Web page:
Reroute D1 long diagonal trace (on top side first), then continue under the BUSY resistor then left, place via to jump over the minimum length point of the horizontal trace group, add another via and route to C19.

Reduce the center vertical trace lengths on bottom side:
Slide the RST long diagonal trace right, then slide DC long diagonal trace (and via) right, then slide the BUSY long diagonal trace left (with an extra angle segment), reroute long X3 trace (on top side first) down to the DC trace then place a via, cross DC, DST and BUSY, place via, route to X5.

To clean up the lower left of the board:
Rotate C14 ccw, move upward.
Rotate C13 ccw, move upward close to C14.
Move R2 under C13, connect directly to X4 p2.
Move T1 right.
Rotate R1 180 deg, move to left side of T1.
Move R1 and T1 further away from mounting hole.
Move L4 to left of T1 and above R1, connect to T1 under body.
Move C24 down in line with D2.
Move C23 to left of T1.
Slide D1, D2, and D3 left to minimize trace lengths.

Improve X6 area:
Move TX resistor to left of RX resistor, route TX trace to bottom of X6 p1 pad.
Move both RX and TX resistors upward so that they are clear of the corner of X6.

Improve gnd connections at top left:
Give C19 its own gnd via to right of pad.
Give C16 its own gnd via to right of pad (move other trace if needed).
Give C21 its own gnd via to right of pad.
Move C15 gnd via closer to C15 pad.
Reroute long trace from C19 (on top side first) to minimize required bottom trace length.

Improve X4 pin to pin connection (if this is not an error):
Remove the tiny existing trace within the tight finger area.
Slide C15 slightly to the right.
Move the via on X4 p17 to the right.
Make the X4 p16-15 connection outside the finger area.

Extra via under X4:
If this extra via was previously connected to a pin it may still have the net name associated with it. As long as the original net is now fully routed just delete the via.


Just some observations:

If EMC is a concern, I would strongly recommend using four layers with at least one solid reference plane (recessed under the antenna). Or, if you want/need to stick to two layers, at least keep signal lengths on the bottom layer to an absolute minimum to have a as solid as feasible reference plane.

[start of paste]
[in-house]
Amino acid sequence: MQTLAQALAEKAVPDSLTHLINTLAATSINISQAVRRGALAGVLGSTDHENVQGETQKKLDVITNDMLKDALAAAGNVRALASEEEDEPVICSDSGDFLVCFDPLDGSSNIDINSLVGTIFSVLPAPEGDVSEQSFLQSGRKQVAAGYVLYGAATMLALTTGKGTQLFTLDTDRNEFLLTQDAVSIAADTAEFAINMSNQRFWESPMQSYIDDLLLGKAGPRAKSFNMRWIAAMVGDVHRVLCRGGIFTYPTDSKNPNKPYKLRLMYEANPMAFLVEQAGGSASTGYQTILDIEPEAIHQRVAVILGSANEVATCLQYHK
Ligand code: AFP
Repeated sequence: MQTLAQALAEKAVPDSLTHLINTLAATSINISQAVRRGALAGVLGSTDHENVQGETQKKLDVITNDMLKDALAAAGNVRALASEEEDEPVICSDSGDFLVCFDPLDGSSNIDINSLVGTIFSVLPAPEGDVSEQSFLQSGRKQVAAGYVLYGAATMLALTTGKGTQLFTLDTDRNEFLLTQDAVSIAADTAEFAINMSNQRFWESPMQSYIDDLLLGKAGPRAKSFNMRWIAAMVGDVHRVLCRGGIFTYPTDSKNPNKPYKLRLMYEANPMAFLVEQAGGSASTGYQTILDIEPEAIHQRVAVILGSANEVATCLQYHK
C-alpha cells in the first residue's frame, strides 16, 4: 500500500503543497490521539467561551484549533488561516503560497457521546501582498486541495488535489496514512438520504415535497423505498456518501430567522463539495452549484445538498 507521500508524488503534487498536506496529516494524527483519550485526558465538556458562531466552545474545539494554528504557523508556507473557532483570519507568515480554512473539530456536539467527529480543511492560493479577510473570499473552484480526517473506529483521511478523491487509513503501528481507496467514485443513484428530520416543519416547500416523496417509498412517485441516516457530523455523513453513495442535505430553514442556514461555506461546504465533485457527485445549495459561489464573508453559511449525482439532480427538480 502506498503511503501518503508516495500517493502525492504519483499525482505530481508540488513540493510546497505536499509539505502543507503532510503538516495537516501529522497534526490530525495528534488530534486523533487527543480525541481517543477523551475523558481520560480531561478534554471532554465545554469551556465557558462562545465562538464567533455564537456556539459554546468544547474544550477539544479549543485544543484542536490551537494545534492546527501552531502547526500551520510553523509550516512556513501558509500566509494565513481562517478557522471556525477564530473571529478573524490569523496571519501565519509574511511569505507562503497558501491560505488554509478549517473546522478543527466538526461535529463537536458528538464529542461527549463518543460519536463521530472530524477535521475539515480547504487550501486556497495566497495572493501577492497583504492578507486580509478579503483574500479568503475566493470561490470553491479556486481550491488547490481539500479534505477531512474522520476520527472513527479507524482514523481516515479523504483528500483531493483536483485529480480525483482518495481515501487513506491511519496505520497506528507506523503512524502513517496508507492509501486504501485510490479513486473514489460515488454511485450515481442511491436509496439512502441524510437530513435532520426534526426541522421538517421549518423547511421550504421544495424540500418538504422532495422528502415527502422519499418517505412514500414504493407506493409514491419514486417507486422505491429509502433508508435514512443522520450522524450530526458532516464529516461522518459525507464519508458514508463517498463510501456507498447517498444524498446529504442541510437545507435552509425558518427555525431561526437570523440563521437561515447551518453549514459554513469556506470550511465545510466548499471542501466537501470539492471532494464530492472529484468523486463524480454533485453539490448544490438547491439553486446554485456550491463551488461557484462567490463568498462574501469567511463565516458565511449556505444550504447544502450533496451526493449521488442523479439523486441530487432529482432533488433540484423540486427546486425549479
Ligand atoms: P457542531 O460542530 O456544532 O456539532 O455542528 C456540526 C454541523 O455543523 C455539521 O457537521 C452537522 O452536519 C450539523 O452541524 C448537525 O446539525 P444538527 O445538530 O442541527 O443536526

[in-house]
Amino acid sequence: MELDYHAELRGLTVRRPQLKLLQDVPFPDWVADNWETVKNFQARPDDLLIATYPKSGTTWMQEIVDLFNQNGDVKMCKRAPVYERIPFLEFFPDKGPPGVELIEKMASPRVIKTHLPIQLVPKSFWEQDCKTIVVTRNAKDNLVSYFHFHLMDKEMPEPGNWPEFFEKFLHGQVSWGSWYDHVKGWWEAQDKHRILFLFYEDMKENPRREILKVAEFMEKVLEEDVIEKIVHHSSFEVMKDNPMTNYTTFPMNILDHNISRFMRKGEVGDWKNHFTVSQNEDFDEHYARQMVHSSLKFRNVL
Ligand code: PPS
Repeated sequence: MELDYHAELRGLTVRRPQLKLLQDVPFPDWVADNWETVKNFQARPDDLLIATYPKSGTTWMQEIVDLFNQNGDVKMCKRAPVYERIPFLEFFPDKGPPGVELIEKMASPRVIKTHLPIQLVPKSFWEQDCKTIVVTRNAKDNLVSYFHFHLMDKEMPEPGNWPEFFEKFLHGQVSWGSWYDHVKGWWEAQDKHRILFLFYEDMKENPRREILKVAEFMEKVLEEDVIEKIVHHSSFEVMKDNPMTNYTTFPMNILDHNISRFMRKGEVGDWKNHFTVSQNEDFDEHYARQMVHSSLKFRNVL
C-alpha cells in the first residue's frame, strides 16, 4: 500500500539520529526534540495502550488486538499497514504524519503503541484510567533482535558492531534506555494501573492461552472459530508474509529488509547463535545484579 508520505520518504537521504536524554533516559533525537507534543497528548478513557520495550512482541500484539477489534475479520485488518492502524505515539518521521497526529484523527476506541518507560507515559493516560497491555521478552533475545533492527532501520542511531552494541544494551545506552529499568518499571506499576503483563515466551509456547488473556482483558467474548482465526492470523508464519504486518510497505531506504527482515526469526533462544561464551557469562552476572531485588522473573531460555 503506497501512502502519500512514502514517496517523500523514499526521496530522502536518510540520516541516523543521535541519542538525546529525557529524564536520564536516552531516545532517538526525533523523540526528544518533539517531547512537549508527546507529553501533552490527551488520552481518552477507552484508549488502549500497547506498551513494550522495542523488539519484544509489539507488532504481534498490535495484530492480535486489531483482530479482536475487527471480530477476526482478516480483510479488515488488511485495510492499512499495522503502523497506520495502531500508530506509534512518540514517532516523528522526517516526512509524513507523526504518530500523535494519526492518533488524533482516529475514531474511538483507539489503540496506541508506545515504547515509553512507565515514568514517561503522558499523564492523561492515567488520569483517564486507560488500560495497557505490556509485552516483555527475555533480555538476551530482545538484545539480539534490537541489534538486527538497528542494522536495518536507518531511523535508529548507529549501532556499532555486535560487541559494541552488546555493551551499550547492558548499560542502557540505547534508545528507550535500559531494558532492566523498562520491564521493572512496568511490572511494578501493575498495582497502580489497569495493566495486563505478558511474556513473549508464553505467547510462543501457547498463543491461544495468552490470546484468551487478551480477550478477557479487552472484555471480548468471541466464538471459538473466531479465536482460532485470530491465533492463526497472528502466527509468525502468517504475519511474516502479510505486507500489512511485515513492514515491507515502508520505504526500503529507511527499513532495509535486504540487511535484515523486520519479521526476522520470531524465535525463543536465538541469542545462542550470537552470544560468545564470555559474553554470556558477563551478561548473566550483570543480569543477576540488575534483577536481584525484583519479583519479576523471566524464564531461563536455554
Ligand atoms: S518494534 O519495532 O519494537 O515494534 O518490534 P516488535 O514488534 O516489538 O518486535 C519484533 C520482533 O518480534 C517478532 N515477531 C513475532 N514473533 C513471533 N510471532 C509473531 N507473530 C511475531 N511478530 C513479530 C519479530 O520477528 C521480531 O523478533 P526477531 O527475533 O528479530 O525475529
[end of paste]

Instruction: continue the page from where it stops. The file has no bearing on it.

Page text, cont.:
The board isn't 100% routed. The line under the big connector on the left appears to be an air wire.

The thermal vias under the chip on the right will suck away solder. However, that might not be much of a problem for a hand-soldered prototype.

If neighboring pins of chips or connectors are on the same net, I would avoid connecting them with an as short as possible track as that might end up looking like an unintentional short after soldering. It might be okay with the chip on the bottom right as there should be enough solder mask between the pins. The connector on the left appears to be a finer pitch, so here I would consider avoiding a direct connection. That depends on the solder mask capabilities of your PCB fab, of course.

  • \$\begingroup\$ as winny mentioned also, i'll definetly going to improve the bottom layer to minimal signal tracks. Left unrouted tacks I mentioned in the edited, idk why it cam but I fixed it to ground now. What can I do else for left connector (24 pin FPC connector), shall I use via with those pns? if avoiding direct connection? \$\endgroup\$ Commented Oct 22, 2022 at 16:53
  • \$\begingroup\$ @JustdoinGodswork In this case it should be possible to add a track to the left of the lower pad and connect it with the trace that is leaving the upper pad. Just avoid copper between the pads. It might be totally fine the way it is, depending on the circumstances (PCB fab capabilities, soldering technique, ...). But it's a good idea to avoid those direct connections when practicable. \$\endgroup\$
    – feynman
    Commented Oct 22, 2022 at 17:23
  • \$\begingroup\$ Re air wires: "You may know those two nodes are on the same net, and I may know they're on the same net, but are the electrons going to know that?" \$\endgroup\$
    – supercat
    Commented Oct 22, 2022 at 17:51